Some topics that may not come up when you’re asking a kid “What do you want to read about next?” In our house, “nature” would never be one of the answers. However, the following children’s books about nature and the natural world have been hugely popular here, for kiddo and grownups alike. Hope you enjoy them as much as we did!
Comets, Stars, the Moon, and Mars: Space Poems and Paintings by Douglas Florian. Sly humor, puns, and other plays on words combined with the planets, and gorgeous artwork. Even if the young reader in your world isn’t an astronomy fanatic, this is a fun book.
How to Dig a Hole to the Other Side of the World by Faith McNulty, illustrated by Marc Simont. This is, hands down, the best storytelling book about nature that I have ever read. I would have kept reading it even if there wasn’t a child next to me. McNulty blends fact and fancy effortlessly, drawing the reader into a child’s adventurous voyage through the Earth itself. I lost track of how many times I was asked to “read it again” when my son was in preschool and early elementary.
Rocks in His Head by Carol Otis Hurst, with art by James Stevenson. I can’t say enough good things about this book, based on Hurst’s father’s life during the Depression. Her father had a lifelong passion for rocks, which eventually landed him a job in a science museum. This is such a quiet, affirming story for anyone who’s ever felt a little different from those around them.
Are You An Ant? by Judy Allen and Tudor Humphries. Entomology with a whimsical touch. Allen talks directly to the reader in a very engaging way. Boy Detective was completely drawn in. Whenever I’d read the first line “Are you an ant?” he would yell “No!” Are You a Butterfly? and Are You a Ladybug? are also good.
The Pattaconk Brook by James Stevenson. A frog and a snail meet, observe their world, and take a journey together. It’s about natural habitats, and friendship, paying attention, journaling, and finding your destiny. The ending is both happy and sad, and might generate some good discussion.
The Ink Garden of Brother Theophane by C.M. Millen, with illustrations by Andrea Wisnewski. Brother Theophane just doesn’t quite fit in! All the other monks are perfectly content to do things the same way they’ve always been done. But when Theophane looks out the monastery window, he sees glorious nature! It’s a little distracting from his copying work. When he’s reassigned to make the brown ink all the monks use, though, he finds his true calling in the woods and is able to share his unique gift with the others. Gorgeous, gorgeous illustrations in this book about the Irish monks who kept much of Europe’s knowledge preserved during the Dark Ages.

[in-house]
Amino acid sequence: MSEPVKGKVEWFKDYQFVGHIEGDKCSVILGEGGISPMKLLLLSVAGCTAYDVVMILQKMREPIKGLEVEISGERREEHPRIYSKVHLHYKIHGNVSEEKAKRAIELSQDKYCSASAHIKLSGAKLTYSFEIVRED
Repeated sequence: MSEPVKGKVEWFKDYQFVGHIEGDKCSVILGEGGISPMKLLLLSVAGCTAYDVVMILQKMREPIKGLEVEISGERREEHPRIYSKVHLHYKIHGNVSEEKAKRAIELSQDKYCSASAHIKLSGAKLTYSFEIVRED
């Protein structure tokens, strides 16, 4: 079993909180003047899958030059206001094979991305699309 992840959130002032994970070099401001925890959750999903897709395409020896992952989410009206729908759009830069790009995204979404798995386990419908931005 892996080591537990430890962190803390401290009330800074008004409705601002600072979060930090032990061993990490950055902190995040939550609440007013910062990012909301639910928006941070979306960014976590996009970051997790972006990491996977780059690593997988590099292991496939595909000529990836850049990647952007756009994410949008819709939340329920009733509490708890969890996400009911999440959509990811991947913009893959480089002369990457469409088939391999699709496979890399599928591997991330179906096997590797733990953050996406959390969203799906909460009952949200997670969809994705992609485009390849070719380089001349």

The Boy Who Drew Birds: A Story of John James Audubon by Jacqueline Davis, illustrated by Melissa Sweet. It’s tough to write an engaging biography in children’s picture book form. Davis nails it, and Sweet’s gorgeous drawings, paintings, and collages are a treat. They succeed by limiting the book to a particular part of Audubon’s life, and using details of his upbringing and his personality to make him come alive. Great book about observation and learning, the natural world, and a pleasure to read.
Gravity by Jason Chin. This book is just gorgeous! I was blown away by the art in this simple, clear children’s picture book about the basics of gravity. I was also quite happy to find a science picture book where the main character is a child of color. We don’t see that often enough! Older kids won’t learn much that’s new about gravity, though it’s always good to review the basics in case of a physics emergency. But the beauty, the art, and the humorous journey presented as the narrator explains gravity will delight kids and grownups. (Unless they’re grumpy grownups who don’t like neat stuff.)
And that’s the list!